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Fungi Supply Plant Communities With Underground Nutrient Pipeline

Dig up a cubic yard of soil, and you may have disturbed 12,000 miles of an extensive network of passageways that supply plant roots with carbon, nitrogen, and phosphorus.  This highway is made of fungi.  Their secret lives in the soil rarely see the light of day, but down in their cryptic, dark, subsurface world, […]

How Molecular Trucks Build Your Sensors

In the film Unlocking the Mystery of Life, biochemist Michael Behe, describing the intricacies of cells as we know them today, claimed that there are “little molecular trucks that carry supplies from one end of the cell to the other.”  If that seems an overstatement, you should look at the illustration in Cell June 11 […]

How Many Neurons Does It Take to See a Picture?

Israeli scientists publishing in Current Biology1 attempted to determine how many neurons participate in the representation of a single image.  At least a million was their conservative answer: probably more like 30 or 300 million or more.  They made careful measurements of neural activity when subjects were shown a face or a house.  In the […]

DNA Folds With Molecular Velcro

Many have heard how the inventor of Velcro got the idea from plant seeds that stick to clothing, but now Carlos Bustamente and team of Howard Hughes Medical Institute have found a velcro-like principle operating at a scale millions of times smaller.  Small proteins called condensins are involved in the elaborate folding that DNA undergoes […]

Hippos Sweat Their Own Sunscreen

You know that reddish fluid on hippo skin that turns brown?  It’s not just funny colored sweat.  Japanese scientists reported in Nature1 that it acts as a sunscreen and an antibiotic.  See also the BBC News report on this finding. 1Saikawa et al., “Pigment chemistry: The red sweat of the hippopotamus,” Nature 429, 363 (27 […]

Cormorant Eyes Rapidly Refocus in Dives Into Murky Water

You’re hang gliding over a lake, and you spot a fish below.  From your hovering position, you drop into a rapid, steep dive headfirst into the water.  Whoops; your eyes just went out of focus, and you lost your fish in the murky depths.  Too bad you’re not a cormorant.     Cormorants (a kind […]

Fish Antifreeze Provided by “Pseudogene”

Freezing water forms crystals that can rip and tear at cells.  Yet there are fish in arctic waters that can survive even below the freezing point of sea water.  They accomplish this by means of special “antifreeze proteins” that interfere with the damaging effects of water crystals.     Scientists knew about AFP (anti-freeze protein) […]

Whale Flippers Inspire Aeronautical Engineers

Have you seen the bumpy flippers on humpback whales, you know, the species whose males serenade their mates?  Don’t laugh.  Scientists have found that the ungainly flippers actually have superior lift, less drag, and are less susceptible to stalling.  Engineers are imitating the whale flippers for advanced aircraft and helicopter rotors, reports EurekAlert from studies […]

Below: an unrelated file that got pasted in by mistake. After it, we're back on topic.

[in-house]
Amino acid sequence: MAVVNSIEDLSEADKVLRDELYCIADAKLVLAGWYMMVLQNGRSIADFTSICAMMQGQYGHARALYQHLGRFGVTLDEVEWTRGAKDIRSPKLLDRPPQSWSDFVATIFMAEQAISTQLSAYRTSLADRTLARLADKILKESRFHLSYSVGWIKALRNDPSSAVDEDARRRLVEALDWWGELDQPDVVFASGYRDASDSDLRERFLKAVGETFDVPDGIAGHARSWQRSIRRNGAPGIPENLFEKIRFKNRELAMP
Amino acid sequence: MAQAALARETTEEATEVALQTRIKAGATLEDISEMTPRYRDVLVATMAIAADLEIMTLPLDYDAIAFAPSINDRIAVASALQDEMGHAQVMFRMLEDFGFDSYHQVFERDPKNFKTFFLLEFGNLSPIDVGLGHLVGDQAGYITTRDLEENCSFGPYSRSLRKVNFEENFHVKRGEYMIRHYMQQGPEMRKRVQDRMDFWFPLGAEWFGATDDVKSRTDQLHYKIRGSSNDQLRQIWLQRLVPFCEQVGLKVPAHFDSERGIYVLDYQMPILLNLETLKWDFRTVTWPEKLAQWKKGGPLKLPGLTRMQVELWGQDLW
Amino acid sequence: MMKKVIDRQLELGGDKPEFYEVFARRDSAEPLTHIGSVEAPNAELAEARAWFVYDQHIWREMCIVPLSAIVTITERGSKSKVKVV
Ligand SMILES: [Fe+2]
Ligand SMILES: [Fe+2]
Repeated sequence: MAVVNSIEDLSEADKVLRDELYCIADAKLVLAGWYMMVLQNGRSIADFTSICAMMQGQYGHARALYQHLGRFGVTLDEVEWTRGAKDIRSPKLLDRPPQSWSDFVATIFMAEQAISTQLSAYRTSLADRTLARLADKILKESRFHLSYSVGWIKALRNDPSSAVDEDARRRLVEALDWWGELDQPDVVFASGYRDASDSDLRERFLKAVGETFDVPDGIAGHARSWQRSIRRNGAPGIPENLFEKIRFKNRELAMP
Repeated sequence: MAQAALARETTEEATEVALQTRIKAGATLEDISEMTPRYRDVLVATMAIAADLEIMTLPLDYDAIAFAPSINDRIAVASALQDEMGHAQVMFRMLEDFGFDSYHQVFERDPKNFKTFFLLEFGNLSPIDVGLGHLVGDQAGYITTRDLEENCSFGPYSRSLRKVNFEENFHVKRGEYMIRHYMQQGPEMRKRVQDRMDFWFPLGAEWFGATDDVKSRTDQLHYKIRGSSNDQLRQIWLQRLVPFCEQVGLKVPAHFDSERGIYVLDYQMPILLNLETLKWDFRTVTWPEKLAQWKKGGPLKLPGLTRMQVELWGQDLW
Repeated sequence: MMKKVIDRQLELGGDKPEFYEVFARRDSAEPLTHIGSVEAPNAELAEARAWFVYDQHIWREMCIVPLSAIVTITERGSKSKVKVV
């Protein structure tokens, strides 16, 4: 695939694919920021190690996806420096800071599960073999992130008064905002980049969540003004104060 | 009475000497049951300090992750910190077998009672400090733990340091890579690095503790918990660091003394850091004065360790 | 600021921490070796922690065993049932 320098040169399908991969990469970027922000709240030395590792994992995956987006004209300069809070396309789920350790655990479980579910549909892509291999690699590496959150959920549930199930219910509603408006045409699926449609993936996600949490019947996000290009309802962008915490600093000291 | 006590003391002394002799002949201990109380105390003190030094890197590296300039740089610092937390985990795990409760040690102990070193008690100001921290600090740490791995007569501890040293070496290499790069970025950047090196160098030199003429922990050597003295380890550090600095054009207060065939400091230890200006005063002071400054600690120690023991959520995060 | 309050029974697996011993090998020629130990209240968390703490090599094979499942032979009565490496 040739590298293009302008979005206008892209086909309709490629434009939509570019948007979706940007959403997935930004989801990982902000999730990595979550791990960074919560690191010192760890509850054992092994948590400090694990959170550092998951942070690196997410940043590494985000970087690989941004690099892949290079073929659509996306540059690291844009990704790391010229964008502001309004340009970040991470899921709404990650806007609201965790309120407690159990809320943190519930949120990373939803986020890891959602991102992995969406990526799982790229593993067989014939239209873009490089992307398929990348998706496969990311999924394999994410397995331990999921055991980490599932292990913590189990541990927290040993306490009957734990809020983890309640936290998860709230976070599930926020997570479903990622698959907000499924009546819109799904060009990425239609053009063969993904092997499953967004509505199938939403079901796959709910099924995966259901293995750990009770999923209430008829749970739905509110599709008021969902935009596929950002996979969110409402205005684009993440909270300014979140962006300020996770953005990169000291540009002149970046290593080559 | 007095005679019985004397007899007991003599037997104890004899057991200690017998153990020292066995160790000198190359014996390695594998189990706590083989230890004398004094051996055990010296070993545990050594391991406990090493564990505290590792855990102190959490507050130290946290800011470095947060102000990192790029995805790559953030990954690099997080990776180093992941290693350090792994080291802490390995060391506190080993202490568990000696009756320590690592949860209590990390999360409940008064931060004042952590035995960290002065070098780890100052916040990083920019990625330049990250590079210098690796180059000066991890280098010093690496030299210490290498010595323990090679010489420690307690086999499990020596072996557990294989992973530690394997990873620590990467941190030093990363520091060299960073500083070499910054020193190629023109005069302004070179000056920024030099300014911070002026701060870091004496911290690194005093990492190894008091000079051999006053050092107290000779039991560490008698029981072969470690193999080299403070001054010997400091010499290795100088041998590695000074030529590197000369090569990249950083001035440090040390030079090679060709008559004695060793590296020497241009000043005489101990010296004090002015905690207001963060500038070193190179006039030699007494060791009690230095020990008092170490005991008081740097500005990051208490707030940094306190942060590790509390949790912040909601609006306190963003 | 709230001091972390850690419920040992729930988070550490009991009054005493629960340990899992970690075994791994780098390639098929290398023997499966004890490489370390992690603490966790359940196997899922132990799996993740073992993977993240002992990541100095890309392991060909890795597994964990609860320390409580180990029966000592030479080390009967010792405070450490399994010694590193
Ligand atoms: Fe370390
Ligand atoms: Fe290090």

Virus: Like DNA in a Hard Plastic Shell

A European team of biophysicists studied the mechanical properties of a virus and found the shell, made of protein, to act like hard plastic.  Writing in PNAS,1 they described the coat of a bacteriophage they studied: The protective proteinaceous shells (capsids) of viruses are striking examples of biological materials engineering.  These highly regular, self-assembled, nanometer-sized […]

Fish See With Electric Eyes

Biologists knew that some electric fish shock their prey and others with weak electricity can navigate with it, but they didn’t know till recently just how much information these fish can detect with their unique sense.  French and British scientists ran some experimental tests on weakly electric fish, the African elephantnose fish Gnathonemus petersii, which […]

How Tall Can a Tree Grow?

130 meters (426 ft) seems to be the upper limit on the height of a tree, say researchers from Humboldt State, Northern Arizona University and Pepperdine University, in the April 22 issue of Nature.1  To find this out, they had to establish working stations at the tops of northern California redwoods, the tallest trees on […]

How Birds Calibrate Their Navigating Maps

Three researchers tracked birds in the wild and concluded that “night-flying thrushes set their course using a magnetic compass, which they calibrate to the setting sun before takeoff each evening.”  The team of three captured thrushes in Illinois and attached small radio transmitters to them, then followed their flight for up to 1100 kilometers.  By […]

Animals Are “Overengineered” for Navigation

Animals outshine us in many ways, but one capability that should humble us is animal navigation.  From spiders to mice, from birds to bees, the ability of animals to find their way around is truly astonishing, and James L. Gould of Princeton has raised our awareness of just how astonishing in a short article in […]

Chameleon Tongue Beats Jet Aircraft

Did you know a chameleon’s tongue is so fast as it shoots out toward its prey, it reaches 50 G’s – five times faster than a fighter jet can accelerate?  Science Now describes how the chameleon does it.  Scientists only recently found out the secret with high-speed photography and careful examination of the tongue structure, […]

Rethinking the Geological Layers

One of the most formative ideas in Darwin’s intellectual journey was the concept of gradualism, the principle of “small agencies and their cumulative effects.”  This idea became a dominant motif in his philosophy of life.  Describing how the assumption of gradualism permeated his last book (on earthworms) shortly before his death, Janet Browne, in her […]
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